Stevenote day. Few days of the year inspire as much ambivalence for me—save for spending the holidays with my family. For those uninitiated PC enthusiasts out there, here's how things tend to work: every few months, Steve Jobs takes the stage in a black sweater and pair of Levi's. He talks about how well Apple is doing, shows a new television ad, and usually makes some jokes at Microsoft's expense. All of those entertaining (and sometimes groan-inducing) moments aside, the main appeal of Steve's keynotes is always the introduction of new Apple products. After pointing the spotlight at iPods about a month ago, today's focus was the aging MacBook lineup. Before I get into my thoughts on the day's announcements, I think it's time I give full disclosure on my Apple support and why I'm always so torn whenever these events roll around.
Despite being accused of "drinking the Kool-Aid" when I bought my first and only Apple product (a black MacBook) a little over a year ago, I like to think of myself as an equal-opportunity computer user. I use both Windows Vista and Mac OS X every day on my desktop PC and laptop, respectively. I can work just as well in either OS, and I recognize the flaws and benefits of each—I simply use whichever tool is better suited to the task at hand. Because I find myself unable to become a zealot for either platform, I always end up watching any industry events with great interest, regardless of whether they're focused on Microsoft or Apple.
So, why the ambivalence, especially when today's event focused on the only product line from Apple that really interests me? It's simple: new gadgets are fun to ogle, but no one likes watching a product in which they've invested money become obsolete. Many would say this is a silly argument and a computer's capabilities don't change just because something new comes out. It still surfs the web, creates documents, and lets me communicate with friends just as well as it always did, no matter what shiny new revision is sitting in Apple Stores. Unfortunately, that rebuttal isn't accurate, especially when it comes to Apple's products. Hardware capabilities drive software, and since Apple has such tight control over its platform's hardware, it tends to be a bit more aggressive with system requirements. The simple fact that all new laptops from Apple are using far superior Nvidia chipsets means that soon enough, I'll start finding software my poor Intel GMA 950-powered MacBook won't support. There are already effects in Apple's Keynote presentation app that my MacBook can't use, and I'm dreading what I'll be missing out on in Apple's next software releases as GPU horsepower becomes more and more critical to daily computing tasks. In the end, every keynote leads me to weigh the pros and cons of my hardware against the new generation, as well as the cost upgrading entails. This is exactly what Apple wants, but at least for now, my MacBook is still up to snuff. The rational side of my brain has won out against the "ooh shiny toy I want it" consumer-whore side, at least for one more Stevenote.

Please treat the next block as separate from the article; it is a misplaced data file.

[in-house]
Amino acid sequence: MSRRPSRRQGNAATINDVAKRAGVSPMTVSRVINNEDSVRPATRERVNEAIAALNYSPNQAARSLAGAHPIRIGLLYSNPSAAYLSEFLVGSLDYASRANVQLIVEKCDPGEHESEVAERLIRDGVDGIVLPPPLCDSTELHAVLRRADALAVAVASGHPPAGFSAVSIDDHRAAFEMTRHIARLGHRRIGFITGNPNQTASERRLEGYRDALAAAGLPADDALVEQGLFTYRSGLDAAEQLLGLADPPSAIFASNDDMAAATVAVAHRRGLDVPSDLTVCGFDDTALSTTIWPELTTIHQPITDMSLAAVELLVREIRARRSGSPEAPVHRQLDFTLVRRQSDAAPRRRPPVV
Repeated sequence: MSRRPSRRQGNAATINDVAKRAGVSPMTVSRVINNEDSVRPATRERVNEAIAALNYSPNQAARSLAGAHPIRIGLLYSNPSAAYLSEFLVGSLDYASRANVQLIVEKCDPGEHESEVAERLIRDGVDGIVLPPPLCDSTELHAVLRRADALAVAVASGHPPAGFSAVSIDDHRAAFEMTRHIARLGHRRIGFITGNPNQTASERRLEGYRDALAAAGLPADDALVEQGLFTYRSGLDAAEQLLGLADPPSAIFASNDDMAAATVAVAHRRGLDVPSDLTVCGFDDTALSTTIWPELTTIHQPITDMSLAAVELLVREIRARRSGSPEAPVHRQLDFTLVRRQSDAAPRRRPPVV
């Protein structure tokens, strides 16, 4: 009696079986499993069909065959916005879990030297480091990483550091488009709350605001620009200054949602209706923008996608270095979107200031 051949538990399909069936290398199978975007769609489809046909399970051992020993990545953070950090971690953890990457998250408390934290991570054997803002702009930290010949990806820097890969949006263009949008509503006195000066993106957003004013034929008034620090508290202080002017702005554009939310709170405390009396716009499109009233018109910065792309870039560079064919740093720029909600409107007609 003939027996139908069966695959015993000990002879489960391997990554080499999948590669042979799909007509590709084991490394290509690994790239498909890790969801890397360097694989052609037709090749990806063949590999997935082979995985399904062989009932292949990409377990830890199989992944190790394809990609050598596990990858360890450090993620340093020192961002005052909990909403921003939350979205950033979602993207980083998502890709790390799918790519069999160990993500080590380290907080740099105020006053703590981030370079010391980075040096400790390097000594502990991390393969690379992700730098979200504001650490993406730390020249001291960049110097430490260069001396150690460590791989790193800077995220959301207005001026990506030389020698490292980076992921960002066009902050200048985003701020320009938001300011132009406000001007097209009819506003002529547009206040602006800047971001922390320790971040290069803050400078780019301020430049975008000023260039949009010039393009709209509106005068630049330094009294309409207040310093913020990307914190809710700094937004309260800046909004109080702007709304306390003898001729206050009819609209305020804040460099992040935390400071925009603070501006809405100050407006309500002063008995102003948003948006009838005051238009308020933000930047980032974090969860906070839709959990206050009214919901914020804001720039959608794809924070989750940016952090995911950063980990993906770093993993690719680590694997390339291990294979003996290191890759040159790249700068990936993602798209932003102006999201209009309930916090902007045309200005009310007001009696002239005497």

With my personal dilemma out of the way, let's move on to some of the more interesting announcements (and non-announcements) I noticed from today's event:
When all is said and done, this was actually a pretty good Stevenote. We got some compelling new products, some interesting Apple decisions to debate, and of course, just enough left out to have us waiting for the next event. But before I leave you, I've got one more minor gripe to get off of my chest: this is the second year in a row that Apple's updated laptops a month after school starts. While using students to clear out your stock before a refresh is a great idea, it's almost insulting to update the SKUs just a few weeks later. Knock it off and just save the updates for Macworld Expo in January. That way, we at least get a quarter of use out of our laptops before they're obsolete.
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